According to this friend, I never went running because running meant expending effort. I'd have to wake up, avoid hitting the snooze button, find my running shoes and clothes, get dressed, and then just maybe actually get out the door.
With these two changes, the likelihood of going for a run every morning increased dramatically. When I woke up, I had all of my running necessities close at hand, so it was extremely easy to just get up, put my shoes on, and go for a run.
Simply put, you won't learn a language every day if it takes a lot of willpower to do it. If you need to carve time out of your schedule, dig up your books, find all of your notes, and go somewhere out of the way to learn, you probably won't do it every often.
If you know you're typically dead tired right after work, that's not a time to learn. If, by contrast, you catch a second-wind later in the evening, perhaps that's a more appropriate learning time.
Personally, I always feel focused and energized right after my morning run, so that's often when I'll sit down and study some Greek, or Hungarian. I also know that my energy levels rebound in the early evening, so if I can't get learning done in the morning, I've always got a second occasion then.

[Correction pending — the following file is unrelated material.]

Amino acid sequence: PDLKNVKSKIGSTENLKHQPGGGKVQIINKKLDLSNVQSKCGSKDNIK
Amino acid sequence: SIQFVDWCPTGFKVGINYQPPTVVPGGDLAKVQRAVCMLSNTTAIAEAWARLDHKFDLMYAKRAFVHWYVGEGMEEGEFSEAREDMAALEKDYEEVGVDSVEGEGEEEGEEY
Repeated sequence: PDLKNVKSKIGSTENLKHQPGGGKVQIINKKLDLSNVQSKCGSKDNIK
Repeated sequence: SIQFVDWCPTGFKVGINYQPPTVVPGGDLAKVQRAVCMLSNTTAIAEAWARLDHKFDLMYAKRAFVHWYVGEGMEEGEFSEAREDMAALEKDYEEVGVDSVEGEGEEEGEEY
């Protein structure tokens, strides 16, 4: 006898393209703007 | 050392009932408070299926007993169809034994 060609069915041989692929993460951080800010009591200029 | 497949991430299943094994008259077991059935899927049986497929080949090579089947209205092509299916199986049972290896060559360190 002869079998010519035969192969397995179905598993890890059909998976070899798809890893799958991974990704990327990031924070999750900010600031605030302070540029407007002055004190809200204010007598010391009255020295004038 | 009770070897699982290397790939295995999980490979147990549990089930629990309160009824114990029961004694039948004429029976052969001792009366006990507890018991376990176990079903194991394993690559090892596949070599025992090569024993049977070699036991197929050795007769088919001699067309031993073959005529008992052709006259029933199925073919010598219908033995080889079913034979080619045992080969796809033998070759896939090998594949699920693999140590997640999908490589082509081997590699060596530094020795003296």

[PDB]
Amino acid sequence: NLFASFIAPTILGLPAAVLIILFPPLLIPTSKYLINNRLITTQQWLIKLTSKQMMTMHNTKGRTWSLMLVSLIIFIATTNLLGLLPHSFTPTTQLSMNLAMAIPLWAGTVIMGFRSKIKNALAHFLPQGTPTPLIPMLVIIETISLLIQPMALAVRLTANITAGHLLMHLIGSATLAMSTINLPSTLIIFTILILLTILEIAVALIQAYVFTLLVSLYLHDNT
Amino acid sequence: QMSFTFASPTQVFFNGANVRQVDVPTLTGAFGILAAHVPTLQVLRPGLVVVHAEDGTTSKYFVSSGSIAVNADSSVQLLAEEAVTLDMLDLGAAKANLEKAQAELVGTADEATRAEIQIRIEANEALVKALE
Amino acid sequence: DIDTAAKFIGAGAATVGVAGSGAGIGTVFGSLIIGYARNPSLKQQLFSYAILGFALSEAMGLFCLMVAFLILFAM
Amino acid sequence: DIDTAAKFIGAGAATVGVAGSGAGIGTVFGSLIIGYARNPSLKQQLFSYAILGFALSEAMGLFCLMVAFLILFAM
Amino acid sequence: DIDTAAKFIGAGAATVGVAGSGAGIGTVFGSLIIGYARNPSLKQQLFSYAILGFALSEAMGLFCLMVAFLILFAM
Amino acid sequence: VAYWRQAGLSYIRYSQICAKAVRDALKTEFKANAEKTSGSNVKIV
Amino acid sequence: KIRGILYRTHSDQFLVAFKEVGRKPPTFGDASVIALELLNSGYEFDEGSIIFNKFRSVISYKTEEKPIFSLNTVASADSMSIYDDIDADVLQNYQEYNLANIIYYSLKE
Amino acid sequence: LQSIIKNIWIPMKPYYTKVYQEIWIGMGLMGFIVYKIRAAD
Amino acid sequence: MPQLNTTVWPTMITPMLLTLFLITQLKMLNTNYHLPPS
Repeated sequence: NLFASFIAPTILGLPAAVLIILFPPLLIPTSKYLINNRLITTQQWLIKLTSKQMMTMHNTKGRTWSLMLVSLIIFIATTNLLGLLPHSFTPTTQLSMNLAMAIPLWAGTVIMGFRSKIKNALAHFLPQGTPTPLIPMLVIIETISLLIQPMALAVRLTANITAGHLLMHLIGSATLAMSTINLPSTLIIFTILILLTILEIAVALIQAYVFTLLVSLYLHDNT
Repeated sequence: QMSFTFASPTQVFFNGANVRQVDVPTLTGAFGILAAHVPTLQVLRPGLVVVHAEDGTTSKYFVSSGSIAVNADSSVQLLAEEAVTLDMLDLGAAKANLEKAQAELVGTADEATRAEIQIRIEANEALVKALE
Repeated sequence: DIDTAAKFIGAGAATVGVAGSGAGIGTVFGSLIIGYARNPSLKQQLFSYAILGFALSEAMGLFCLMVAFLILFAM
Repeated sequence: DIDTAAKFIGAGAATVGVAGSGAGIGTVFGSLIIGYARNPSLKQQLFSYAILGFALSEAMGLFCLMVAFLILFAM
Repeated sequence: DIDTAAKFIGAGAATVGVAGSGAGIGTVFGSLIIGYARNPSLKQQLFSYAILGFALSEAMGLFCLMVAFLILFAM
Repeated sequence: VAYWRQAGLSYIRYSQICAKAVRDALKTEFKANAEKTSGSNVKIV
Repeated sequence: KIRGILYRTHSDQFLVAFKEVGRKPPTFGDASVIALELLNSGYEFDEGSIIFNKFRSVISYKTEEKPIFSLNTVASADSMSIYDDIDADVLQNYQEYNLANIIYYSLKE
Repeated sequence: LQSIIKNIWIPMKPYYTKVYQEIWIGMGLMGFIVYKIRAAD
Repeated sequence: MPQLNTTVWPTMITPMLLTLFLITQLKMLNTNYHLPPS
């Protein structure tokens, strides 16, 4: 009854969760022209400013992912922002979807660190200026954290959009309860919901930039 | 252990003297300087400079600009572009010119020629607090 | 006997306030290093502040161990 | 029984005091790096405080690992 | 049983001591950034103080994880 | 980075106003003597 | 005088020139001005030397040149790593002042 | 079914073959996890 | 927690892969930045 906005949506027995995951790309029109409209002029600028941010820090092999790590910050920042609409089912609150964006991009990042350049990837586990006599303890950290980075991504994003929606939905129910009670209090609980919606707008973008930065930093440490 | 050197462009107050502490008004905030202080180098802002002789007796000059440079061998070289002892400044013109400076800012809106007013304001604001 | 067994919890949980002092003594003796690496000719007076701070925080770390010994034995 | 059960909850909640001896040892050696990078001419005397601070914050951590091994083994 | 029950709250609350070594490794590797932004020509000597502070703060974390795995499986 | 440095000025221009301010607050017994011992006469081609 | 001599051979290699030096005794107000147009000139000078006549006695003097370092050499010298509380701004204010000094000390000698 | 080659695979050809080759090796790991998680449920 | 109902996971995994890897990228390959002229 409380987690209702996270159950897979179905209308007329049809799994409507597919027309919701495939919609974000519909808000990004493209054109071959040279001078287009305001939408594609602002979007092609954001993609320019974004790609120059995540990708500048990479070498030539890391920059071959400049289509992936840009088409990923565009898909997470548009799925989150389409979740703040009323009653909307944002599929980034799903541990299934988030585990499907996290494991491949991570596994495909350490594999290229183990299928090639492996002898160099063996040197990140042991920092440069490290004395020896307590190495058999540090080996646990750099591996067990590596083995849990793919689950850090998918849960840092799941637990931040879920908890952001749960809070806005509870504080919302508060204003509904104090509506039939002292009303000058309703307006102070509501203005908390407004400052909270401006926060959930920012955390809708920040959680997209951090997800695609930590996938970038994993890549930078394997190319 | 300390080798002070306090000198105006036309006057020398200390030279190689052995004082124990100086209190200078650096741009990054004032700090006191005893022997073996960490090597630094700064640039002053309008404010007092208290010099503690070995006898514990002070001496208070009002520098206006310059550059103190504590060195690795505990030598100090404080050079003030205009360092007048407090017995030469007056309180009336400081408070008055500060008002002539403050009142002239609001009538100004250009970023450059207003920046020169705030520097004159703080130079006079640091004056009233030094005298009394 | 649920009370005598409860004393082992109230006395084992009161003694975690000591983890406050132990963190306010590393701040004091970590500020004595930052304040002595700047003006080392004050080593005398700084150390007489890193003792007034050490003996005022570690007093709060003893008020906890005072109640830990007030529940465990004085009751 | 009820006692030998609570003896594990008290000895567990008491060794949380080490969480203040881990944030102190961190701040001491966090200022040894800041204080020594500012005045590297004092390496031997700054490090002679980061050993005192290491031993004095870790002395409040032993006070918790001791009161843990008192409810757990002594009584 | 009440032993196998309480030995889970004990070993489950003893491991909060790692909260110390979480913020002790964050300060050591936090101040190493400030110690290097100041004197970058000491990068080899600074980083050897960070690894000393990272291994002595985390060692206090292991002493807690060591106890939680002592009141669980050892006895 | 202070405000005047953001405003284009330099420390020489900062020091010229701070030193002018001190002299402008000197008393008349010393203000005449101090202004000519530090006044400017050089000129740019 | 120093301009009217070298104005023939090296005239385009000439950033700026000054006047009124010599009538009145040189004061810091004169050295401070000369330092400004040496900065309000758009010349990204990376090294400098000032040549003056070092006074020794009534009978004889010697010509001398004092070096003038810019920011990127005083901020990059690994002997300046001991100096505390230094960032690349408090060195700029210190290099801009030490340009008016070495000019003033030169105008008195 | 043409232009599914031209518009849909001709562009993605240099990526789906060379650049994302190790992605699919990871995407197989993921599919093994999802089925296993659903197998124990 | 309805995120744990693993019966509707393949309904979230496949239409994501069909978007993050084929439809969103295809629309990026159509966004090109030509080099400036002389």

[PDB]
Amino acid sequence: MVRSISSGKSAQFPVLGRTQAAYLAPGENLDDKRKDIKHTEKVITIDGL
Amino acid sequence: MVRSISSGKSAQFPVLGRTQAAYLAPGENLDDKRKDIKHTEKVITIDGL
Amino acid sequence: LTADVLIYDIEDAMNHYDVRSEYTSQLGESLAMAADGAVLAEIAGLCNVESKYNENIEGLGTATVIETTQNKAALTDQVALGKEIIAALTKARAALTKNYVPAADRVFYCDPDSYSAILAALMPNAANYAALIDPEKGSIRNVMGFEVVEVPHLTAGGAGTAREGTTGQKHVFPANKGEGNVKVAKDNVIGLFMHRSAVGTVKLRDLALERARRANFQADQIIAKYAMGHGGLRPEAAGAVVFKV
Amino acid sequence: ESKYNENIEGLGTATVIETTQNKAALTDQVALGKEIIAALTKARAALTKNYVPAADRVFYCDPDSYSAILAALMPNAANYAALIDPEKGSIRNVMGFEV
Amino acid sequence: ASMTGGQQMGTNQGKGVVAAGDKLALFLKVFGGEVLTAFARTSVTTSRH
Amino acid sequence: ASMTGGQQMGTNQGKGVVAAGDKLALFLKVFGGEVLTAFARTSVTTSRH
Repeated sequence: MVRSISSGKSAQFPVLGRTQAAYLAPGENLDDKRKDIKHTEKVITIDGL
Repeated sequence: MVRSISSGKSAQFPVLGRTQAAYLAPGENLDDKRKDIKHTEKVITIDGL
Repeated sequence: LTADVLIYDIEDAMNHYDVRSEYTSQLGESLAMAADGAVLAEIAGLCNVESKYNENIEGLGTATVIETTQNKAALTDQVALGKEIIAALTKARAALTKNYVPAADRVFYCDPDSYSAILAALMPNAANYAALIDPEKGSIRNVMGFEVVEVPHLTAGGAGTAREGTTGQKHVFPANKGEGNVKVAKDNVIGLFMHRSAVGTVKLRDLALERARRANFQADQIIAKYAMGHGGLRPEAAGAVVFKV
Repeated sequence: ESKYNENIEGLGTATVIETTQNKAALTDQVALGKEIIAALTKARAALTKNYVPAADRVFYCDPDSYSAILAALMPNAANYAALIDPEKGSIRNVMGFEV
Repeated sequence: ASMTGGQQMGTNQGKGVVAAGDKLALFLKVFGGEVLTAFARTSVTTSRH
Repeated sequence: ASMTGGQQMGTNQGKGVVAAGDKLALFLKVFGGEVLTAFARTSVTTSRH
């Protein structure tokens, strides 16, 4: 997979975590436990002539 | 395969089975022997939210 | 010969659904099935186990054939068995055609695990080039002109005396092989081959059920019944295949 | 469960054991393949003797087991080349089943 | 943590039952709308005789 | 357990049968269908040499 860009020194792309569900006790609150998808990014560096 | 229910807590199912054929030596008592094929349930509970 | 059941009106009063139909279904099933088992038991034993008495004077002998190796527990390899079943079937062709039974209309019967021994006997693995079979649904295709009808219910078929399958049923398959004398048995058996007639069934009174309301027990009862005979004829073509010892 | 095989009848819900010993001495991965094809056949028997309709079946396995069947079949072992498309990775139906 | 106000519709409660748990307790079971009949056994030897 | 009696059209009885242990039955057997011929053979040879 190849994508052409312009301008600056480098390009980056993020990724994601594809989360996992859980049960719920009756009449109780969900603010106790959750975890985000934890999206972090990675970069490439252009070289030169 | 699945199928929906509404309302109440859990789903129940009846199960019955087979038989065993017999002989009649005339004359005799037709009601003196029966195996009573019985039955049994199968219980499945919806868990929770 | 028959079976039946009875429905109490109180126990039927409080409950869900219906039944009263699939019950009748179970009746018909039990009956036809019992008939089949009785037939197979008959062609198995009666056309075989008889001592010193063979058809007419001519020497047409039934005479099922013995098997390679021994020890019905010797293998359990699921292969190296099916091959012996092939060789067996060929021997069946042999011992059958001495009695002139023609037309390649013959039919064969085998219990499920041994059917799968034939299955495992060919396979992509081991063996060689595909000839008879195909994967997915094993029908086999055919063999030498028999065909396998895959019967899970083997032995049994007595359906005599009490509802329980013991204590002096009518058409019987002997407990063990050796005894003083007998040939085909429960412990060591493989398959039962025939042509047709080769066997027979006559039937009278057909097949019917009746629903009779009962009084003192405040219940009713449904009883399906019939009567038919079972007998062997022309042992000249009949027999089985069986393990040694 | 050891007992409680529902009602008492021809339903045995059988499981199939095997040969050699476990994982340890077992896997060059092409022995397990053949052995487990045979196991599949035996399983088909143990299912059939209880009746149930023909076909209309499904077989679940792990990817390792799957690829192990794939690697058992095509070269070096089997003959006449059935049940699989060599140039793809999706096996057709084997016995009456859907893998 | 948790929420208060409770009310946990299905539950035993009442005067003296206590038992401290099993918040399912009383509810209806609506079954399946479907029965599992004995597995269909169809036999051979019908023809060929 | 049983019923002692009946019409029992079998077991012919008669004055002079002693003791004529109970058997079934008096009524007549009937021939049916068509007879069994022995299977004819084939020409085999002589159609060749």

When I act first, I see that I'm moving towards my goals. This inspires me, and gives me the motivation to take more action. Action creates motivation, which creates action. And so on and so forth, ad infinitum.
To learn a language every day, you need to train yourself to see motivation in this way—as something that is a consequence of action, and not the cause of it.
With these three simple tips, you now know how to learn any language on a daily basis.
Reluctant to get started?
Then try tip three right away!
Count down from five to one, and get started planning your language learning for the week. Figure out when you usually have the most energy, and decide what kinds of learning activities you will be doing over the next seven days.